More on Shah/Graves (from Jim Buck)
Comment on I. Shah/R. Graves post
Jim Buck said,
21.02.10 at 1:26 pm ·
Moore invariably declines invitations to debate, ‘too busy’ he says. However, he does find time to tinker with the article as its inexactitudes are exposed. For instance, he accuses Idries Shah of conflating Mevlevi and Bektashi dervishes—the implication being that the Bektashi do not dance. The Bektashi are in fact reknowned for their Kirklar Semahi:
As for the slanders against Iqbal Ali Shah’s veracity…well, frankly, anyone who takes the British Foreign office as an authoritative source ought, at least read a few John Le Carre books (better still, watch an hour or two of the Iraq war inquiry on BBC 24).
The notion that Idries Shah (as opposed to Omar Ali Shah) damaged Robert Graves reputation is highly questionable. Read a few biographies of Graves; it should then become clear to you that, as far as the English establishment was concerned, Graves was always an outsider. He was “half German, half Irish”– a particularly unfortunate stigmatisation during the second decade of the 20th century. His war memoir ‘Goodbye To All That’ is now regarded as a classic, but was regarded, by many of his comrades-in-arms, as a catalogue of betrayal.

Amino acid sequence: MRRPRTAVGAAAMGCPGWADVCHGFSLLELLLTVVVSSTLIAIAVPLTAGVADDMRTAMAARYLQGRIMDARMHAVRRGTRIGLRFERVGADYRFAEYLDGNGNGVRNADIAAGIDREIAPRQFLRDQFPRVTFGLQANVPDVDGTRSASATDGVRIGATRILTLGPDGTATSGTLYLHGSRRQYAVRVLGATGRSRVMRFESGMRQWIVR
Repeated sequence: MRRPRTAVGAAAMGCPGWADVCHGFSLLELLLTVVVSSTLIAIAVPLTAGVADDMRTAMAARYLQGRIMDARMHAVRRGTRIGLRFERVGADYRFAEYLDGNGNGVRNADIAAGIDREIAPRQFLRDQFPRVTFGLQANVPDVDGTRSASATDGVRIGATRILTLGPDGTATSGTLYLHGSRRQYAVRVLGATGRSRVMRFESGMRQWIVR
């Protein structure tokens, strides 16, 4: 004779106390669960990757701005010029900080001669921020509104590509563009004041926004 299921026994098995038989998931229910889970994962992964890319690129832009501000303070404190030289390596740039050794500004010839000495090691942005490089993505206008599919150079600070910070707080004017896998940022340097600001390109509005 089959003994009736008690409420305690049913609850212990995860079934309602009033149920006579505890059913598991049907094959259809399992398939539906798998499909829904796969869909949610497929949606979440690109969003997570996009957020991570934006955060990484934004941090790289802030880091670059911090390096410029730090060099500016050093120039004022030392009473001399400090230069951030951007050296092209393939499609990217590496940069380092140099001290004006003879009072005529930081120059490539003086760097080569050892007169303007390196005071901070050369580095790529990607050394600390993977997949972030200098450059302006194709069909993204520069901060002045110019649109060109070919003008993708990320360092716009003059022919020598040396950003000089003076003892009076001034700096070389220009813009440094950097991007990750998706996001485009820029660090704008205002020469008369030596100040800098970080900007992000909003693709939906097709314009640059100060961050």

Personally, I admire Grave’s poetry; but he was not in the same league as Sassoon and Owen (both of whom Graves despised for their homosexuality). He might have aspired to be Poet Laureate, but I suspect that he would have been at best a contender. For many years he had made his home in Majorca; and there were persistent rumours that his hospitality to luminaries of the counterculture was a cover for intelligence gathering; whatever the truth of that allegation, he was viewed with suspicion by many on both sides of the UK political divide. Tories saw him as: a bounder; queer, maybe. Reds saw him as an effete, toff. Whatever tiny dip in royalties he may have suffered, as a result of his partnership with Omar Ali Shah, was more than offset by the enormous revival in his fortunes which followed the BBC’s serialisation of ‘I Cladius’. It is for the latter, and also his war poetry, that Graves is now remembered—except of course by hypocrites like Moore, whose crocodile tears, for a damaged reputation, is accompanied by an eagerness to stir the teacup whenever a chance to attack Idries Shah presents itself.